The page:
’As a matter of principle, when someone loses out because they were given the wrong information by a Department, they are entitled to expect the Government to put it right’.

     ‘We shall also provide redress for those people who were wrongly informed and who, had they known the true position, might have made different arrangements’. 

    Perhaps even more pertinently, another  Labour MP said:

    “I must ask why we have to rely on the Parliamentary Ombudsman to confirm the Government’s mismanagement, maladministration and incompetence.”  This same MP railed against the “the fecklessness, gullibility and incompetence of the Government, which for months and years ignored all warnings” .  Which MP was this?  None other than Gordon Brown, in 1989. shadow Industry Minister, after the Conservative Government agreed to compensate people who had lost out in the Barlow Clowes pension scandal. Yet now, when his own Government’s actions on pensions are found wanting, he has stayed completely silent on the question of compensation.

    The Government has caused tremendous hardship and suffering to tens of thousands of innocent people, many of whose lives are in ruins because they were relying on a secure retirement from their employer’s pension scheme.  They were consistently told, after 1995, that their pensions were ring-fenced and ‘guaranteed’.


    The Government has tried to belittle this situation and pretend that it is just about a couple of leaflets which hardly anybody actually read and which nobody could possibly have believed to represent the full picture of the safety of their final salary pension.

    This issue is not just about a couple of leaflets.  This is about a sustained campaign of misinformation, which lulled the public into a false sense of security.  The official material, described as providing ‘impartial’ information, was clearly designed to encourage people to contribute to these schemes.  That was Government policy and failing to alert them to the true risks amounts of official mis-selling.  In any other sphere, those who encourage people to put money into a product and provide information which talks only of the benefits and not the risks, would have to fully compensate for any losses.  If the financial services Ombudsman finds someone guilty and recommends compensation, they cannot simply say they ‘disagree’ and refuse to pay.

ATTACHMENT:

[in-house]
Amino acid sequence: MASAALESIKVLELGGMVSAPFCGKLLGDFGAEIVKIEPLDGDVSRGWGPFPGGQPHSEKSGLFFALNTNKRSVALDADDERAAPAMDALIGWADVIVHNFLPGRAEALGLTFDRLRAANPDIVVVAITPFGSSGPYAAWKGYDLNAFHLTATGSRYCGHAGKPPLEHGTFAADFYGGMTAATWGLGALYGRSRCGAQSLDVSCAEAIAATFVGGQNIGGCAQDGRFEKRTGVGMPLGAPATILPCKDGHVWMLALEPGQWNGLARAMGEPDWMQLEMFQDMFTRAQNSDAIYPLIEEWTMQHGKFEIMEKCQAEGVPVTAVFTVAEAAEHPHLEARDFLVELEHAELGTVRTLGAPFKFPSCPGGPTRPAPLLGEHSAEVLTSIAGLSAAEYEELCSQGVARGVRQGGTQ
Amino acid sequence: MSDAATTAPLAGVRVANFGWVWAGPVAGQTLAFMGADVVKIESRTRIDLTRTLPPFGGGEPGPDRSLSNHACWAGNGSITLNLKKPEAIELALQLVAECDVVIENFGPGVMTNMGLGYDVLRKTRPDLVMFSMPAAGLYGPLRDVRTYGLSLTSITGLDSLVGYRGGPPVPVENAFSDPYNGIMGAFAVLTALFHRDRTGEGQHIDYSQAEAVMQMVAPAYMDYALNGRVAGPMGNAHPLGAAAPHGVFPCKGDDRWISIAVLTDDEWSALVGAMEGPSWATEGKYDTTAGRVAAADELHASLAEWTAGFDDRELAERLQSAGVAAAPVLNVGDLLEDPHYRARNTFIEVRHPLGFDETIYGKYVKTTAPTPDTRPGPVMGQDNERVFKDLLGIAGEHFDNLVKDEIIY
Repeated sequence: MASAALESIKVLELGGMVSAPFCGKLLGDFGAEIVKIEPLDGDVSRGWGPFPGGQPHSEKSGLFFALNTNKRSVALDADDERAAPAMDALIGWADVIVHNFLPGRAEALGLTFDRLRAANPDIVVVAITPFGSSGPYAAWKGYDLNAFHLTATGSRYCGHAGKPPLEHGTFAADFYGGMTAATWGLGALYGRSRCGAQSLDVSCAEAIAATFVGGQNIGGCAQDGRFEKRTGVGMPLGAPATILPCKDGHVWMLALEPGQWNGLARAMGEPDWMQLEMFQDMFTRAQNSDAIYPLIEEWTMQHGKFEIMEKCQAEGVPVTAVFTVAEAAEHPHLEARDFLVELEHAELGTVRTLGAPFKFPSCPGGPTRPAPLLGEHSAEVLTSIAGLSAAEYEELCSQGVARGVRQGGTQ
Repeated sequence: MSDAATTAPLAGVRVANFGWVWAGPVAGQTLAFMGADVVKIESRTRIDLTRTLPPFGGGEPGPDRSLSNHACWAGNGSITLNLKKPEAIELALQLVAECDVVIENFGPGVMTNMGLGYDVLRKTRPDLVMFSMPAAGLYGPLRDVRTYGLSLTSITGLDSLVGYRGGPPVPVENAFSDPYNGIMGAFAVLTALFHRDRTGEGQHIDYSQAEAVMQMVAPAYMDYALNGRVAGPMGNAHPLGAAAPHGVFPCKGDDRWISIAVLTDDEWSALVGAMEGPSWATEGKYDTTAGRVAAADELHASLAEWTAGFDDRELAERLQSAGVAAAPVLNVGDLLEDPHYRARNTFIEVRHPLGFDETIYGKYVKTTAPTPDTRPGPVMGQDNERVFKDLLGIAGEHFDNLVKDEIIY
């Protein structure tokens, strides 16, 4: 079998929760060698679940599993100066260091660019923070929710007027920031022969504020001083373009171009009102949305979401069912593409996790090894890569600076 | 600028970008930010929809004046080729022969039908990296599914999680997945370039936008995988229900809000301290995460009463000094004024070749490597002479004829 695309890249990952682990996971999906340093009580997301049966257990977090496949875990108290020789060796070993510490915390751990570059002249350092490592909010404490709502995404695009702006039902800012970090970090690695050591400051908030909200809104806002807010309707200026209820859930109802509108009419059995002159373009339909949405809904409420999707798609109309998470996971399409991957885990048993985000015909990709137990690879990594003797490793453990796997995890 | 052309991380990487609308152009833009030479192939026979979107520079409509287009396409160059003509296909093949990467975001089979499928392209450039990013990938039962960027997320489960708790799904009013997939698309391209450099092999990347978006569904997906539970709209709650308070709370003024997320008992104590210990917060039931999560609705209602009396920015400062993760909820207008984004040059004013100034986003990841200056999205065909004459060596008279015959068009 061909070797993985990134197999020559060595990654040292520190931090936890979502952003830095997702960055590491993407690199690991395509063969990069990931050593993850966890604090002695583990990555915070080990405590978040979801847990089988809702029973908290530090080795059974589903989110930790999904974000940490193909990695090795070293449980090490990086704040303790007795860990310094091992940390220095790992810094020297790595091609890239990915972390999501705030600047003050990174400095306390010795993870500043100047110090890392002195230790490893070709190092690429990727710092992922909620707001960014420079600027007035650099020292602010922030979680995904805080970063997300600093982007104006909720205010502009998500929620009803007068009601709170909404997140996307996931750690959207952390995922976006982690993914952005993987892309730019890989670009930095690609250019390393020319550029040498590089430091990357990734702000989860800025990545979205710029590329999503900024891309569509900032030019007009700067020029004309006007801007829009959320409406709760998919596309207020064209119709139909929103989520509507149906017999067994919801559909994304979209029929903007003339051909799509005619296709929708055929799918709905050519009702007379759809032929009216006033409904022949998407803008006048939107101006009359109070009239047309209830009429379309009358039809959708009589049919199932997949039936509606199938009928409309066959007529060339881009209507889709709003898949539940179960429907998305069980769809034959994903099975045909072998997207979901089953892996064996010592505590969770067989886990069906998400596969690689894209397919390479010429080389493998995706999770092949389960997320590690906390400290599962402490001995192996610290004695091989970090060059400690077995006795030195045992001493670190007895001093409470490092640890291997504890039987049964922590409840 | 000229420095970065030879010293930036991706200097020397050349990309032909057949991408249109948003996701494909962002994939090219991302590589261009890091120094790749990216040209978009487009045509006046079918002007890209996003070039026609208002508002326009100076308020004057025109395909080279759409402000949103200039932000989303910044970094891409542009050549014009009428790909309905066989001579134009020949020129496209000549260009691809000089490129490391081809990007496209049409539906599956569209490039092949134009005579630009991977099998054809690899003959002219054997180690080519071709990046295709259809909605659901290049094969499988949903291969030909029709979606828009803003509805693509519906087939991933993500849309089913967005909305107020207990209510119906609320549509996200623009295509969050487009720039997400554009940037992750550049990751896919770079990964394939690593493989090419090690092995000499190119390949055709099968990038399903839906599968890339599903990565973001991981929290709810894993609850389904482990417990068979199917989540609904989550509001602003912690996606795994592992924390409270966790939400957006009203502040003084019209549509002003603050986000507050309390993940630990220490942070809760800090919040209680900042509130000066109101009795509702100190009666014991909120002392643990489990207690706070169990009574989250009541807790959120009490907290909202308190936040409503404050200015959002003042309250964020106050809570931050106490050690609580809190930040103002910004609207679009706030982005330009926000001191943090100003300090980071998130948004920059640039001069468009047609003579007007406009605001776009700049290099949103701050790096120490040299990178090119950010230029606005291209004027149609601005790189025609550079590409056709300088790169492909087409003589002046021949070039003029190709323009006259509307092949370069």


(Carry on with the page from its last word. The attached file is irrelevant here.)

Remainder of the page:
Yet here we have the Government trying to over-ride all our constitutional safeguards and be its own judge and jury.  This is the slippery slope to dictatorship.  It simply cannot be right for Governments to make rules for others, but feel those same rules need not apply to itself.

    The Government has tried to claim this scandal is everyone else’s fault and that it has done absolutely nothing wrong.  It says  nobody should have relied on the public information it produced.  However, at the time, it told the public that these were official ‘guides’ to the pension system, which would explain pensions from a source people could trust and help them consider what questions they needed to ask.  Sadly, they left out the most important question – i.e. ‘what would happen to my pension if my scheme wound up?’

    The Government has also tried to claim that it did not cause the schemes to wind up, therefore it is not responsible for what happened.  But, the problem is not that the schemes wound up.  Everyone knows that can happen.  The problem is that the Government said these pensions were safe even if the scheme did wind up.  In other countries, these pensions were properly protected – the official funding regime in Eire worked properly and members of winding-up schemes received their full pensions.  However, even after being warned that members and trustees were unaware of the risks that even ‘fully funded’ schemes (on the Government’s official funding measure) may not have enough money to pay members’ full pensions, official material continued to provide unqualified reassurances of safety and protection.